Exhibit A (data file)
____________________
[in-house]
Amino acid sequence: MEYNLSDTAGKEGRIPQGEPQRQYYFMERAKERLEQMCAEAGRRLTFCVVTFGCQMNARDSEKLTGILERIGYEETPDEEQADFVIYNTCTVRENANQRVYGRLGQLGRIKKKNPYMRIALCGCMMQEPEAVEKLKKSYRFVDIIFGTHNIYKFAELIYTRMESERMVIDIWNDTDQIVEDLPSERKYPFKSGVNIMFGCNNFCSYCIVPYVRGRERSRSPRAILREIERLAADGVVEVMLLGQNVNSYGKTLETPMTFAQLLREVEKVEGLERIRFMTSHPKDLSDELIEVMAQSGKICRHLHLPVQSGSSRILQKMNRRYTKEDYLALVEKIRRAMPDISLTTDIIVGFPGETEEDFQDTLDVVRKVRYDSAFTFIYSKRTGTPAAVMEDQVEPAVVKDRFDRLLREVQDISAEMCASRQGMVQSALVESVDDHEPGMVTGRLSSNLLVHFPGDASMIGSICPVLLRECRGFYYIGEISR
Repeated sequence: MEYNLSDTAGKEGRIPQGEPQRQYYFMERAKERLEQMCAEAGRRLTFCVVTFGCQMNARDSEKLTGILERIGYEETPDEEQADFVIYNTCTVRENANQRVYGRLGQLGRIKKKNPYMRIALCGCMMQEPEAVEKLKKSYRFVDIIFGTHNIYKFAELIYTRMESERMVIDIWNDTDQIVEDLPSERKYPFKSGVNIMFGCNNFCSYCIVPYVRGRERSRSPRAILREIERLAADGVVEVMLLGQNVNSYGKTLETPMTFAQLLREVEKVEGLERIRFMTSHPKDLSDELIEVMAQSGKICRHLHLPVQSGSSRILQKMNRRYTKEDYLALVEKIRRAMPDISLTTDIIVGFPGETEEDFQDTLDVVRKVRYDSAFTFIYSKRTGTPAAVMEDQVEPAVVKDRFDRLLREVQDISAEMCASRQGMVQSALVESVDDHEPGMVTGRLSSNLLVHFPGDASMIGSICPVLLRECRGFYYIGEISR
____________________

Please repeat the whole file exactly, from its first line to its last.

[in-house]
Amino acid sequence: MEYNLSDTAGKEGRIPQGEPQRQYYFMERAKERLEQMCAEAGRRLTFCVVTFGCQMNARDSEKLTGILERIGYEETPDEEQADFVIYNTCTVRENANQRVYGRLGQLGRIKKKNPYMRIALCGCMMQEPEAVEKLKKSYRFVDIIFGTHNIYKFAELIYTRMESERMVIDIWNDTDQIVEDLPSERKYPFKSGVNIMFGCNNFCSYCIVPYVRGRERSRSPRAILREIERLAADGVVEVMLLGQNVNSYGKTLETPMTFAQLLREVEKVEGLERIRFMTSHPKDLSDELIEVMAQSGKICRHLHLPVQSGSSRILQKMNRRYTKEDYLALVEKIRRAMPDISLTTDIIVGFPGETEEDFQDTLDVVRKVRYDSAFTFIYSKRTGTPAAVMEDQVEPAVVKDRFDRLLREVQDISAEMCASRQGMVQSALVESVDDHEPGMVTGRLSSNLLVHFPGDASMIGSICPVLLRECRGFYYIGEISR
Repeated sequence: MEYNLSDTAGKEGRIPQGEPQRQYYFMERAKERLEQMCAEAGRRLTFCVVTFGCQMNARDSEKLTGILERIGYEETPDEEQADFVIYNTCTVRENANQRVYGRLGQLGRIKKKNPYMRIALCGCMMQEPEAVEKLKKSYRFVDIIFGTHNIYKFAELIYTRMESERMVIDIWNDTDQIVEDLPSERKYPFKSGVNIMFGCNNFCSYCIVPYVRGRERSRSPRAILREIERLAADGVVEVMLLGQNVNSYGKTLETPMTFAQLLREVEKVEGLERIRFMTSHPKDLSDELIEVMAQSGKICRHLHLPVQSGSSRILQKMNRRYTKEDYLALVEKIRRAMPDISLTTDIIVGFPGETEEDFQDTLDVVRKVRYDSAFTFIYSKRTGTPAAVMEDQVEPAVVKDRFDRLLREVQDISAEMCASRQGMVQSALVESVDDHEPGMVTGRLSSNLLVHFPGDASMIGSICPVLLRECRGFYYIGEISR